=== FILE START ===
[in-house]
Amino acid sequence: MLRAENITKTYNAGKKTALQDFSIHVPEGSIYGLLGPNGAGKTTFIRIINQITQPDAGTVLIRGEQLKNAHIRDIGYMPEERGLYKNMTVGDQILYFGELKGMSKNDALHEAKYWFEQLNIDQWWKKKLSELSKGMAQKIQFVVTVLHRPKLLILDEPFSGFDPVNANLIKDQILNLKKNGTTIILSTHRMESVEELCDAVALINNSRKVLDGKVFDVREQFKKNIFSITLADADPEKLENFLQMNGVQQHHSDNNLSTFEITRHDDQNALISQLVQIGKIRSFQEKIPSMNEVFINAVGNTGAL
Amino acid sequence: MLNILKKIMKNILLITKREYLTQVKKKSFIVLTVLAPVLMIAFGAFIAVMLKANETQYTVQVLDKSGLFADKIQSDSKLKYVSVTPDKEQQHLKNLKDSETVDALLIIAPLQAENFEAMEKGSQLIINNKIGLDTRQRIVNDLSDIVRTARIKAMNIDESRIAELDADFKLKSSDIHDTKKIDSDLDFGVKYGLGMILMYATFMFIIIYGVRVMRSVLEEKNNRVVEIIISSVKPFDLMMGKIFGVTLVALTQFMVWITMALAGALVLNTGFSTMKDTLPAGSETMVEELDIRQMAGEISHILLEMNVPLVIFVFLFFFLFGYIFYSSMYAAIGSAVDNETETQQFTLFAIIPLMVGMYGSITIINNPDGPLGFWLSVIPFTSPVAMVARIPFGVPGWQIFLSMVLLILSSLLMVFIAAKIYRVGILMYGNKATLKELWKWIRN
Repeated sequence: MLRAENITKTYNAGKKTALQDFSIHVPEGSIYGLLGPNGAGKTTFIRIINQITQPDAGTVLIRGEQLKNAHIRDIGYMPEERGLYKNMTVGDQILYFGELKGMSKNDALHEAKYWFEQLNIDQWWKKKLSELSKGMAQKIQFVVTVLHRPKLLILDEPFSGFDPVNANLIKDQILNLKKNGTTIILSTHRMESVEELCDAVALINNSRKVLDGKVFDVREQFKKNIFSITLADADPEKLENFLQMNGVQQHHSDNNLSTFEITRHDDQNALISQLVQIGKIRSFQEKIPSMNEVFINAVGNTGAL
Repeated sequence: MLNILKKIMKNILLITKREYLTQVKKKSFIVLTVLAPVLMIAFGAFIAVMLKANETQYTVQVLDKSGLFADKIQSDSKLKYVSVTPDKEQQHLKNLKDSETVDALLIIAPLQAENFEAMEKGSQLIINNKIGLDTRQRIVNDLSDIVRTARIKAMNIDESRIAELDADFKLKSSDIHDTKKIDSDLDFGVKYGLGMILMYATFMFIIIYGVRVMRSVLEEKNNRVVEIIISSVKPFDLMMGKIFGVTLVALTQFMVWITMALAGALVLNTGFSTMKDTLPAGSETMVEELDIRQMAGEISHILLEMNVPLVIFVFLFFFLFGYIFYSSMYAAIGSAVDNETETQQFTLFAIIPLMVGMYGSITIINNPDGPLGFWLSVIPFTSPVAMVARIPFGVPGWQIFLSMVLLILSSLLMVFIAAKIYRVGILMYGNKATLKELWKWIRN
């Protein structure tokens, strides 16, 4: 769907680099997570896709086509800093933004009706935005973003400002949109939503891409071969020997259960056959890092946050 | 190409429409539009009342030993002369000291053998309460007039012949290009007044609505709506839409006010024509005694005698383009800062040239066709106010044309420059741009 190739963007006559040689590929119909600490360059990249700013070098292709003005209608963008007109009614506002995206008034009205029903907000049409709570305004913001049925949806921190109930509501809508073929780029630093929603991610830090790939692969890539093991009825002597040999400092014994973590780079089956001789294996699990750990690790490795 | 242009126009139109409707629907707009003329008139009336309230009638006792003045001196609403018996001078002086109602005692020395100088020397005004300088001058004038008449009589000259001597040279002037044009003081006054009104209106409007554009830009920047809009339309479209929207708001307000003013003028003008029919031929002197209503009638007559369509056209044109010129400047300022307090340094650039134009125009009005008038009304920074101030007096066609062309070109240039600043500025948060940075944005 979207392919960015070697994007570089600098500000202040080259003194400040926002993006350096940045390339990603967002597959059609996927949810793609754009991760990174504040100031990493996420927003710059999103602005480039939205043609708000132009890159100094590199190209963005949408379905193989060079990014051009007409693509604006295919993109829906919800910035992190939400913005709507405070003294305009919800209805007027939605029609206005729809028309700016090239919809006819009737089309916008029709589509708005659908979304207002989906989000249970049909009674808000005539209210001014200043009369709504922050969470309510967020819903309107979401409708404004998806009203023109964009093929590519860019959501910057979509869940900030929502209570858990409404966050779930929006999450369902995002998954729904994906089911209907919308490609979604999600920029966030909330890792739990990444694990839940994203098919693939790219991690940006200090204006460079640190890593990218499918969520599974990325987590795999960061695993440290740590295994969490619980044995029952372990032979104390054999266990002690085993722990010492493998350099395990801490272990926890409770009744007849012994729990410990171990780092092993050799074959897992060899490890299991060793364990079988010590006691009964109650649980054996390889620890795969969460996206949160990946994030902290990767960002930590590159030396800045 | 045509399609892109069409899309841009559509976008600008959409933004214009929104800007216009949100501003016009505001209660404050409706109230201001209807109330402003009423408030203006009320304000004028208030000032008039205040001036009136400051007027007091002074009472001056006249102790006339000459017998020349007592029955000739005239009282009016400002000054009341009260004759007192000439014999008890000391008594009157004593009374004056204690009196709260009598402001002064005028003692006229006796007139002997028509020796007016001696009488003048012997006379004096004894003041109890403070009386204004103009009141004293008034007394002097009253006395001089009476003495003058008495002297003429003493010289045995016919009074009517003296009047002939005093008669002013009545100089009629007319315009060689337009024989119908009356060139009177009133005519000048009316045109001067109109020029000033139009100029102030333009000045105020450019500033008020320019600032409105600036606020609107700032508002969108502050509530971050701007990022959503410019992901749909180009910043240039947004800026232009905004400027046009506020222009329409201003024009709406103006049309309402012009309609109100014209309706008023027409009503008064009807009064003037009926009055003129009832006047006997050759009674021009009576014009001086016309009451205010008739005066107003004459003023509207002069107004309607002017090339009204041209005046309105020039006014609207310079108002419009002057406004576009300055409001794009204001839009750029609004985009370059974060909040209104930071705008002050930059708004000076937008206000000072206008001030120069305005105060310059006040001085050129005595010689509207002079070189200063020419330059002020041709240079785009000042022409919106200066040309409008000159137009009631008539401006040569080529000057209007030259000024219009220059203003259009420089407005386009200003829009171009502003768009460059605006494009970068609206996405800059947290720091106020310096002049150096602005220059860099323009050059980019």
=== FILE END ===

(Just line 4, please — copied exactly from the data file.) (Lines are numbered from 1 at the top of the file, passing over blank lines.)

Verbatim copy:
Repeated sequence: MLRAENITKTYNAGKKTALQDFSIHVPEGSIYGLLGPNGAGKTTFIRIINQITQPDAGTVLIRGEQLKNAHIRDIGYMPEERGLYKNMTVGDQILYFGELKGMSKNDALHEAKYWFEQLNIDQWWKKKLSELSKGMAQKIQFVVTVLHRPKLLILDEPFSGFDPVNANLIKDQILNLKKNGTTIILSTHRMESVEELCDAVALINNSRKVLDGKVFDVREQFKKNIFSITLADADPEKLENFLQMNGVQQHHSDNNLSTFEITRHDDQNALISQLVQIGKIRSFQEKIPSMNEVFINAVGNTGAL